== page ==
“You’d love to imagine that commitments around net-zero or a particular reduction of C02 are made based on some bottom-up calculations,” he says. “That’s not how it happens: The vast majority of organizations start with top-down commitments.”

The challenge of assumptions

What ultimately makes these highly aspirational goals unlikely or impossible to achieve is that they’re built on assumptions, Mr. Samek says.

First, most commitments assume technological advancements will reduce the cost and increase the availability of solutions that will enable them to achieve their ESG targets. Second, many operate under the assumption of regulatory expediency but are at risk of getting bogged down by red tape.

“A great example of that in carbon commitments is electrification, substituting equipment at a mining company or an oil and gas company that runs on gasoline for electric equipment,” he says. “That requires more power; to get more power to a remote location requires a new transmission line; a new transmission line in Canada can take seven years, 10 years, maybe more for approvals.”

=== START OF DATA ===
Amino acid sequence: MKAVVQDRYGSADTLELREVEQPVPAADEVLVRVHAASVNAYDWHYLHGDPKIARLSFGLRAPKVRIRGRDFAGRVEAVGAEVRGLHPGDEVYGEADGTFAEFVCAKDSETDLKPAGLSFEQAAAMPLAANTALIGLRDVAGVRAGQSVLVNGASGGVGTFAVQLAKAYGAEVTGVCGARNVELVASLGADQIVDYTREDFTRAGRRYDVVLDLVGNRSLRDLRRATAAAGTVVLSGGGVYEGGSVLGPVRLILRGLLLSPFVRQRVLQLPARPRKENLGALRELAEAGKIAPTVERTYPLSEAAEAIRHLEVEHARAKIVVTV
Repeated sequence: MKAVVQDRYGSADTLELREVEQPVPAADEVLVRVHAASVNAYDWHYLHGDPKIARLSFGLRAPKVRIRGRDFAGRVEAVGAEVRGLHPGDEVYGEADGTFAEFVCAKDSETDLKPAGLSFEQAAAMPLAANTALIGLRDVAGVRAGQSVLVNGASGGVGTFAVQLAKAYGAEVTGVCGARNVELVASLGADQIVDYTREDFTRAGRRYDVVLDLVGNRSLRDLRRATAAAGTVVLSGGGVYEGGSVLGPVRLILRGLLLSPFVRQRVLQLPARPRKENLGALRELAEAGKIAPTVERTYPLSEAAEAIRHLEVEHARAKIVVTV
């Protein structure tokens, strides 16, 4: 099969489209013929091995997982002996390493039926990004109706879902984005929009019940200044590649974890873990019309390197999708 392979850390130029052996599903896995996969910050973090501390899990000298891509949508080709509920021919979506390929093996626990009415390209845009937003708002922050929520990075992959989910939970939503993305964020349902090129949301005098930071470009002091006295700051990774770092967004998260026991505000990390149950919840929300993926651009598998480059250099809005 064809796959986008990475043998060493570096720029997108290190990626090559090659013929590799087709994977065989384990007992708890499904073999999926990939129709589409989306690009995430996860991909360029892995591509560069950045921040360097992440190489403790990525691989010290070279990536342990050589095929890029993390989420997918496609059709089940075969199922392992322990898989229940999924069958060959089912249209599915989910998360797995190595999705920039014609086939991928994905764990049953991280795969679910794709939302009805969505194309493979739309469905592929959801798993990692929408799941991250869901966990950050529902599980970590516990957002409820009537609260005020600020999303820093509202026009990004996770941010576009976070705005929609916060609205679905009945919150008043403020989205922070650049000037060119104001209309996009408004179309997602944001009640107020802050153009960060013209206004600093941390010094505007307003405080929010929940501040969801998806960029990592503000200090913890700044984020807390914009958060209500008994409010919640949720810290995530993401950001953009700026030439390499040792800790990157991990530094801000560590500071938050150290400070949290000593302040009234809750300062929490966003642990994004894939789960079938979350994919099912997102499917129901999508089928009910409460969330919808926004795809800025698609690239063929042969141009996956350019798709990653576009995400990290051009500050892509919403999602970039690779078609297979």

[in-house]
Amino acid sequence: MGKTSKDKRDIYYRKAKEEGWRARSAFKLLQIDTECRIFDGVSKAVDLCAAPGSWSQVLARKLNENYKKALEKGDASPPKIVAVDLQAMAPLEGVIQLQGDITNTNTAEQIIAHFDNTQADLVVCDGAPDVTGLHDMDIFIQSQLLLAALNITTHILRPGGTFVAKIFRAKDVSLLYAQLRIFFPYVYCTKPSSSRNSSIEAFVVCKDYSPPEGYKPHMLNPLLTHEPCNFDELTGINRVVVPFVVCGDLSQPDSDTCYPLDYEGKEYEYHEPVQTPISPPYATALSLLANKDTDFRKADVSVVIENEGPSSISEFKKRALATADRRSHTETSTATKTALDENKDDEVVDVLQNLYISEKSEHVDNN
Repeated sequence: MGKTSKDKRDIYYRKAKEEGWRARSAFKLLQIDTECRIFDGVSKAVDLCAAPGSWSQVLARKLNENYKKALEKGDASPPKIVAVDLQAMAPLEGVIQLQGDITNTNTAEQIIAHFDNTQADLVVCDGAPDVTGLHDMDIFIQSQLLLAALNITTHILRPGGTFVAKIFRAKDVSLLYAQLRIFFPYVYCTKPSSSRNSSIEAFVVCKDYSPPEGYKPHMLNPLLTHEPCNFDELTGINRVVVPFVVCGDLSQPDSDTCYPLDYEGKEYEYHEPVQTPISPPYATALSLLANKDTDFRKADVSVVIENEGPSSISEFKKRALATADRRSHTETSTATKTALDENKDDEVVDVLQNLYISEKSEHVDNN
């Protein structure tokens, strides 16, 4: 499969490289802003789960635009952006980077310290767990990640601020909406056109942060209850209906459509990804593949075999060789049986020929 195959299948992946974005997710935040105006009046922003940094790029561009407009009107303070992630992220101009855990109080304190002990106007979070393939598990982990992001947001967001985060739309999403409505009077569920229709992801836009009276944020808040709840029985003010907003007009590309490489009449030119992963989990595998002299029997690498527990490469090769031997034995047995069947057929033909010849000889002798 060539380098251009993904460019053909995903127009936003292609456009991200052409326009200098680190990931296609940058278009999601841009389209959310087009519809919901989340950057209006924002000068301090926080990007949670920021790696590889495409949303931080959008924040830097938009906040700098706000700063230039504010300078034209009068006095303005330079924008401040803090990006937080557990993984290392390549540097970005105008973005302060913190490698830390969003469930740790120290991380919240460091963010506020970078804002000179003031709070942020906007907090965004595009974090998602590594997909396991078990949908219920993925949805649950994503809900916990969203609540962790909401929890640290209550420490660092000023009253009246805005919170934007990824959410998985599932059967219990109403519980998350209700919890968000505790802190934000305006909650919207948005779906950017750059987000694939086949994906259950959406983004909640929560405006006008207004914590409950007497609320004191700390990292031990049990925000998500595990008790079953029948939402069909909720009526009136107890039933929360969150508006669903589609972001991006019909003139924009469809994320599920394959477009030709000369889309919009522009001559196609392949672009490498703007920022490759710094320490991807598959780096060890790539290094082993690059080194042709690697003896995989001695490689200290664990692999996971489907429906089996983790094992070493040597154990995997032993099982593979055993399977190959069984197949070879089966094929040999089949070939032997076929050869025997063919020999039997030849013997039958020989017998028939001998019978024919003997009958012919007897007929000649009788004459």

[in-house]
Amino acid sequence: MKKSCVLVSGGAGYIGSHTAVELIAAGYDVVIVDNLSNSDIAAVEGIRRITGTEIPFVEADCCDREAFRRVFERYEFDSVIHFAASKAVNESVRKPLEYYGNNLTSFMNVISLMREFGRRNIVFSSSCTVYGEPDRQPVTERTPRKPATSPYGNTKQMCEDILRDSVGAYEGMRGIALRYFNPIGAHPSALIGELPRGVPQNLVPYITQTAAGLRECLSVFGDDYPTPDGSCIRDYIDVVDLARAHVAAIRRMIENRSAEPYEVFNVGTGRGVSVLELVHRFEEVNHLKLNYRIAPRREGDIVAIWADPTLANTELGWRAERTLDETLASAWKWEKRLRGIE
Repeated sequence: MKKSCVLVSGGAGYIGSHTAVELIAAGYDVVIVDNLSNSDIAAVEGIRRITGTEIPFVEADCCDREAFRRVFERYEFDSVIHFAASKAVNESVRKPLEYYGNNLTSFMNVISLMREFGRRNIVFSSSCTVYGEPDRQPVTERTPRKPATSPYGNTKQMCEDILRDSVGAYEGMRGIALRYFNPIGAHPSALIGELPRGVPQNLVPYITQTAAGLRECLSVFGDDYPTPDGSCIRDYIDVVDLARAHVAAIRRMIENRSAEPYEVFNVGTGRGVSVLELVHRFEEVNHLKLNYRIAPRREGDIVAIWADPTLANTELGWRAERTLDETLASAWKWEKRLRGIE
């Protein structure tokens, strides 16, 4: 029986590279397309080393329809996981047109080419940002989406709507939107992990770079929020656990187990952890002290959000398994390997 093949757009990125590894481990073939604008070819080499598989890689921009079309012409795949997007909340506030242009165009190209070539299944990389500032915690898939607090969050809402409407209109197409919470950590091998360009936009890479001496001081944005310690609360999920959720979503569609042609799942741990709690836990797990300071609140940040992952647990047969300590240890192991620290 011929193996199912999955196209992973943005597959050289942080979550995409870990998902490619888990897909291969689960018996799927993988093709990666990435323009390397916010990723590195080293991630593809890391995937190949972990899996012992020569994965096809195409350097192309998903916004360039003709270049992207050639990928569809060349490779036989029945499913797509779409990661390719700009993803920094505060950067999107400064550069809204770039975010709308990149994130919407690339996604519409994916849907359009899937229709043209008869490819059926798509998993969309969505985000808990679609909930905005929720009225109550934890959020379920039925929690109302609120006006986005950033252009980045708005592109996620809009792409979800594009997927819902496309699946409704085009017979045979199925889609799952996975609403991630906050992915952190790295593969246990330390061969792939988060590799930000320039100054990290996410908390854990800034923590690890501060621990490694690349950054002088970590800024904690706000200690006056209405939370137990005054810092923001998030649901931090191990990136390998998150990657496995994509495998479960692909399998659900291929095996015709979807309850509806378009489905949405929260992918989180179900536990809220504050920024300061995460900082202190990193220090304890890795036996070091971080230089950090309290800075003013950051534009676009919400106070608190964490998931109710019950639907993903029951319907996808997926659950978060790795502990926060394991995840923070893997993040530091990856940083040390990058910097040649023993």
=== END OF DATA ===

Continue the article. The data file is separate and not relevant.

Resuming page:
The third major assumption is around the ability to execute in a timely manner. As more companies seek to achieve ESG targets, Mr. Samek says the required labour and equipment will become scarcer, potentially driving up costs.

“The supply chains are getting overloaded; we don’t have the labour to do the projects, we don’t have a sufficient supply of materials, etcetera,” he says. “You put those three things together, and you understand why it’s so hard to pin down when exactly you’ll be able to do something.”